The New Zealand Railways Magazine, Volume 13, Issue 4 (July 1, 1938.)
New Zealand Verse
New Zealand Verse
Have you seen the thrushes swinging on an apple tree in spring,
Have you listened to the rippling songs a waterfall can sing,
Have you gathered mushrooms, wet with dew in fields when autumn's nigh Or watched a sunset's glory as it lights the western sky?
Have you ever let a madcap wind blow all your cares away As you walked along a spray drenched shore upon a wild March day,
Have you ever gathered buttercups to rob them of their gold,
Or seen the scudding clouds in flight before the moon grows old?
Have you stood upon a hilltop just when leaves are turning brown And watched the white mist rising like a cloud above the town? There are many other pastimes,
very old, yet always new. But if you have done none of these I'm glad I am not you.
* * *
The dark trees tower above me With friendly boughs and still … . Lie quiet, my heart, in the shadow,
Quiet as the resting hill. Now, when the day is over,
Now, when the last sounds cease,
I would be one with the earth-world Whose greatest gift is peace.
Night has a shawl of silver,
Fine as the angels spin,
And feather-soft as a cirrus cloud,
To fold my slumbers in,
Moss that is warm as velvet,
Dreams that are new and deep,
And overhead in a turquoise sky A star to light my sleep.
Then tower dark trees above me,
Where life broods wing on wing … . I shall be one with your cradled calm As the slow hours swing.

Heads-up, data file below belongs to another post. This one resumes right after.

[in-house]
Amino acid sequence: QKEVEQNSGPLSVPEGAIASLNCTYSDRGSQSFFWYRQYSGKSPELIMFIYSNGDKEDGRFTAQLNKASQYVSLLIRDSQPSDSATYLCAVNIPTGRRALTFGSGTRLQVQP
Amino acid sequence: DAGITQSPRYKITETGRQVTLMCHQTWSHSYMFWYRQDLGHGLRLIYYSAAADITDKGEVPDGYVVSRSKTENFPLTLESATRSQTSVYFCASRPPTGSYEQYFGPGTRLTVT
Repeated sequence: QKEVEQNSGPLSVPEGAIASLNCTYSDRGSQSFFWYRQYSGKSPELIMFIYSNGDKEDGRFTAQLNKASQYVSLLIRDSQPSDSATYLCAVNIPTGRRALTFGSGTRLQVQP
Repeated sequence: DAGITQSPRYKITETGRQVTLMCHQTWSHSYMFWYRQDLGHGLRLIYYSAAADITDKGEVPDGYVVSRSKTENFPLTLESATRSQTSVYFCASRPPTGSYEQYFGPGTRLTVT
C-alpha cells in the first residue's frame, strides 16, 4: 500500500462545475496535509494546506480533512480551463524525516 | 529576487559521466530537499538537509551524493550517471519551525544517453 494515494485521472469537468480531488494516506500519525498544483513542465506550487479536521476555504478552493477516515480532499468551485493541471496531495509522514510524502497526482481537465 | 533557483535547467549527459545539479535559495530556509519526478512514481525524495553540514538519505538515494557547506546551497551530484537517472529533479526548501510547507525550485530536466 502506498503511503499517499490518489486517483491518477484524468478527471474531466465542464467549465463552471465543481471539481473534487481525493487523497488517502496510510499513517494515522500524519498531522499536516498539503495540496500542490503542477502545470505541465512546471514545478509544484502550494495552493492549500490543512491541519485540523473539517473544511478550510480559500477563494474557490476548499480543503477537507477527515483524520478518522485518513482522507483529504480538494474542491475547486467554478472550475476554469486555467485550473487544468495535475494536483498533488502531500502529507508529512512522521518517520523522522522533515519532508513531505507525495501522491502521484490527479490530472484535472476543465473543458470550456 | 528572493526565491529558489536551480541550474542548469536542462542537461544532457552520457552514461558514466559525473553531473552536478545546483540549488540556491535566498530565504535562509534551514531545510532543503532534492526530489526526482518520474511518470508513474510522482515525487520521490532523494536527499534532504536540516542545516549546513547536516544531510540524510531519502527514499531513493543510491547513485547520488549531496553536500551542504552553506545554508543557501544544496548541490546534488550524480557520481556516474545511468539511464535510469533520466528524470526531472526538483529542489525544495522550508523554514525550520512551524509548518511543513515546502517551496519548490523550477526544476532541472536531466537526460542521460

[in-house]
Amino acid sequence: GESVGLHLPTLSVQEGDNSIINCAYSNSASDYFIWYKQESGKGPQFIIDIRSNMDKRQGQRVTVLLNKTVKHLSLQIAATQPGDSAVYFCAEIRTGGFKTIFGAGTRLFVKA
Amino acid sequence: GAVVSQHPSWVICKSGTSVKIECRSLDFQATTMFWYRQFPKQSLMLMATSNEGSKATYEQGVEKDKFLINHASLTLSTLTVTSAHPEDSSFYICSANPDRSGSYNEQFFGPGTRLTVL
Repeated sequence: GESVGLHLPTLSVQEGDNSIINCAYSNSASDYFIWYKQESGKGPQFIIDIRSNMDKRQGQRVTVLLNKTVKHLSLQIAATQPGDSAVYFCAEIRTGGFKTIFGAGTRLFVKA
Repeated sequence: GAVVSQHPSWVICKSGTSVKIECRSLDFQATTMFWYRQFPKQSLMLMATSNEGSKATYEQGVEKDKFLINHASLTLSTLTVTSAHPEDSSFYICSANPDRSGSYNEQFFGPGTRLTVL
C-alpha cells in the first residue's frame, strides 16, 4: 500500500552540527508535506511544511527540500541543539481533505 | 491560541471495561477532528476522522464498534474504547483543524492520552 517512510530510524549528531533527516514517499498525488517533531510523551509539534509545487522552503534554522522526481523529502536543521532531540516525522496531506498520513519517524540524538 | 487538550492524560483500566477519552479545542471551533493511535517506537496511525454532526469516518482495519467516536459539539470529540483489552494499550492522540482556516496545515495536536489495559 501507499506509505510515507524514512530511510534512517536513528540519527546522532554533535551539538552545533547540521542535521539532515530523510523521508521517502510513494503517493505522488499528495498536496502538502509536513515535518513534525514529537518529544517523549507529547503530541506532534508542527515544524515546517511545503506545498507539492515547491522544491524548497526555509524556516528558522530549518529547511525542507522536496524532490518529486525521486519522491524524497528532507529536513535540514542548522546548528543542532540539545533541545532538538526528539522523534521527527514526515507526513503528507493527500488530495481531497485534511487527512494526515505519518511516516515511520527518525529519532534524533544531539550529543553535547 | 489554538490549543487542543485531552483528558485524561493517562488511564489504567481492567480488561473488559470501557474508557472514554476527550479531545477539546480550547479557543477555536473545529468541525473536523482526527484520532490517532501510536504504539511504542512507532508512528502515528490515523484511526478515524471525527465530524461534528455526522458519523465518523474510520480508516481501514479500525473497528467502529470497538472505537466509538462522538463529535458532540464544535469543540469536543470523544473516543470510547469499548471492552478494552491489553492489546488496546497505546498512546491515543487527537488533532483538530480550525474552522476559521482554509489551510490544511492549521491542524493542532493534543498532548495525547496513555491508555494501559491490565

Upon these laden shelves last season's wealth is stored away; The jars are warm with coloured fruits in tempting rich array.
The plums are rosy marbles jostling in a scarlet sea,
And gooseberries are whiskered globes of green transparency; Peaches and apricots that burned through golden summer weeks In ripening stages on the bough now press their sun-flushed cheeks Against relentless walls of glass; in gravy dark with spice Lurk glooming walnuts; rhubarb jars are packed with crimson dice,
And onions swim in vinegar, each like a pallid moon A glimmer in a rainy sky. Squat jars of rich maroon Hold round red beetroot slices, and through syrup amber-clear As autumn sun gleam luscious curves of honey-coloured pear.
Ah, when the kitchen-garden's bare,
and bare the orchard trees,
With what deep satisfaction do I come and gaze at these.
* * *
Awake! Awake! the world is gold; A brimming cup of amber wine; Come out the sick, come out the old The gold is yours, the gold is mine.
With cup to lip,
And drench your heart in gold.
Awake! Awake! This precious thing To rich and poor alike is free! Come lowest wretch, come proudest king,
And drink together here with me.
But both must sup The self same cup,
To taste its living gold.
Awake! Awake The sun is high,
The birds, the beasts, the flowers, the trees,
Bathe in the wine that you and I Must drink, and share with all of these,
So raise the cup,
And drink it up,
This wine, this precious gold.
* * *
Here is beauty that's green and misty.
The grass is sweet, and the dew lies wet.
The trees lean down by tranquil water,
Cattle graze in the fields.
And yet My heart is sick for a wilder country,
Under a high and piercing sky,
Splash of snow in the high hill-passes,
Glacier lakes where the keas fly.
Soaring peaks, and the white snakes winding,
Down from the blinding summit's light.
Snakes that are coiled in glacial combat,
Moving the mountains with faith's own might.
For I am dreaming of tussock country,
The leaping snow-fed rivers that go By little lakes with a cold blue margin,
Down to the golden plains below.
Oh, though I never return to know them,
I shall remember until I die Splash of snow in the high hill-passes,
And the peaks against the blinding sky!
* * *